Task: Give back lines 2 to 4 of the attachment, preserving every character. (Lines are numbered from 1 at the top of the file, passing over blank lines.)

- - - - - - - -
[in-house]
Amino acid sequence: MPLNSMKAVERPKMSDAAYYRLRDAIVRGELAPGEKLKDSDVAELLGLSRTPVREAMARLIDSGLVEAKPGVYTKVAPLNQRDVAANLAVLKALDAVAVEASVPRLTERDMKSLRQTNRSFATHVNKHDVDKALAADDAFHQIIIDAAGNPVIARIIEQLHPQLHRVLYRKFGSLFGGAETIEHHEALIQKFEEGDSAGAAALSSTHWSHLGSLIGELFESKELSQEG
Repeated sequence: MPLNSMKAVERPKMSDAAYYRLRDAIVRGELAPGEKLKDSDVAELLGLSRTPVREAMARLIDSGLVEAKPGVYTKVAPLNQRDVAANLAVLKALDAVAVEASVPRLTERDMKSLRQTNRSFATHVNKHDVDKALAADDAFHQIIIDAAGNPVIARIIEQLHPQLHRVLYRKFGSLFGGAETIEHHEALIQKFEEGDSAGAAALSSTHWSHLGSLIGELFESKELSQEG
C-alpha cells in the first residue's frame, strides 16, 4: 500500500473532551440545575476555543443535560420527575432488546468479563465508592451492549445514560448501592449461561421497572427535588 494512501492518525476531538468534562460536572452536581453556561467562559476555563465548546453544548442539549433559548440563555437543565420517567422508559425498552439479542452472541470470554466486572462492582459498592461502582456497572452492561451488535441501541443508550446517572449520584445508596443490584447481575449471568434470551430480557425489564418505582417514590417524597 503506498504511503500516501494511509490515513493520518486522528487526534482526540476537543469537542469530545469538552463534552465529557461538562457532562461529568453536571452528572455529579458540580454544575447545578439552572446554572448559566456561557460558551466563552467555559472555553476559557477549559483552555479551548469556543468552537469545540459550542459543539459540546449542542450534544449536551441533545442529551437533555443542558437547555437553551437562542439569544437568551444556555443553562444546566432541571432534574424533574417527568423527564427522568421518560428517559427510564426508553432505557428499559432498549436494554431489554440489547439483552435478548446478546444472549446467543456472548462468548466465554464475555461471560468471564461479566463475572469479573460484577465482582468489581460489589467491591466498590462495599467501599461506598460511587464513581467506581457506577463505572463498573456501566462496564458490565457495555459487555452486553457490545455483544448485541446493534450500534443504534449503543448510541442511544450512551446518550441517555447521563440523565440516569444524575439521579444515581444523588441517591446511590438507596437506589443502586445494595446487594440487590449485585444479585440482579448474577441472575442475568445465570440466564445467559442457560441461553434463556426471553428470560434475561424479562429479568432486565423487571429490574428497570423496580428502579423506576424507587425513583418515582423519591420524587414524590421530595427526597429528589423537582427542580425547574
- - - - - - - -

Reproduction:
Amino acid sequence: MPLNSMKAVERPKMSDAAYYRLRDAIVRGELAPGEKLKDSDVAELLGLSRTPVREAMARLIDSGLVEAKPGVYTKVAPLNQRDVAANLAVLKALDAVAVEASVPRLTERDMKSLRQTNRSFATHVNKHDVDKALAADDAFHQIIIDAAGNPVIARIIEQLHPQLHRVLYRKFGSLFGGAETIEHHEALIQKFEEGDSAGAAALSSTHWSHLGSLIGELFESKELSQEG
Repeated sequence: MPLNSMKAVERPKMSDAAYYRLRDAIVRGELAPGEKLKDSDVAELLGLSRTPVREAMARLIDSGLVEAKPGVYTKVAPLNQRDVAANLAVLKALDAVAVEASVPRLTERDMKSLRQTNRSFATHVNKHDVDKALAADDAFHQIIIDAAGNPVIARIIEQLHPQLHRVLYRKFGSLFGGAETIEHHEALIQKFEEGDSAGAAALSSTHWSHLGSLIGELFESKELSQEG
C-alpha cells in the first residue's frame, strides 16, 4: 500500500473532551440545575476555543443535560420527575432488546468479563465508592451492549445514560448501592449461561421497572427535588 494512501492518525476531538468534562460536572452536581453556561467562559476555563465548546453544548442539549433559548440563555437543565420517567422508559425498552439479542452472541470470554466486572462492582459498592461502582456497572452492561451488535441501541443508550446517572449520584445508596443490584447481575449471568434470551430480557425489564418505582417514590417524597 503506498504511503500516501494511509490515513493520518486522528487526534482526540476537543469537542469530545469538552463534552465529557461538562457532562461529568453536571452528572455529579458540580454544575447545578439552572446554572448559566456561557460558551466563552467555559472555553476559557477549559483552555479551548469556543468552537469545540459550542459543539459540546449542542450534544449536551441533545442529551437533555443542558437547555437553551437562542439569544437568551444556555443553562444546566432541571432534574424533574417527568423527564427522568421518560428517559427510564426508553432505557428499559432498549436494554431489554440489547439483552435478548446478546444472549446467543456472548462468548466465554464475555461471560468471564461479566463475572469479573460484577465482582468489581460489589467491591466498590462495599467501599461506598460511587464513581467506581457506577463505572463498573456501566462496564458490565457495555459487555452486553457490545455483544448485541446493534450500534443504534449503543448510541442511544450512551446518550441517555447521563440523565440516569444524575439521579444515581444523588441517591446511590438507596437506589443502586445494595446487594440487590449485585444479585440482579448474577441472575442475568445465570440466564445467559442457560441461553434463556426471553428470560434475561424479562429479568432486565423487571429490574428497570423496580428502579423506576424507587425513583418515582423519591420524587414524590421530595427526597429528589423537582427542580425547574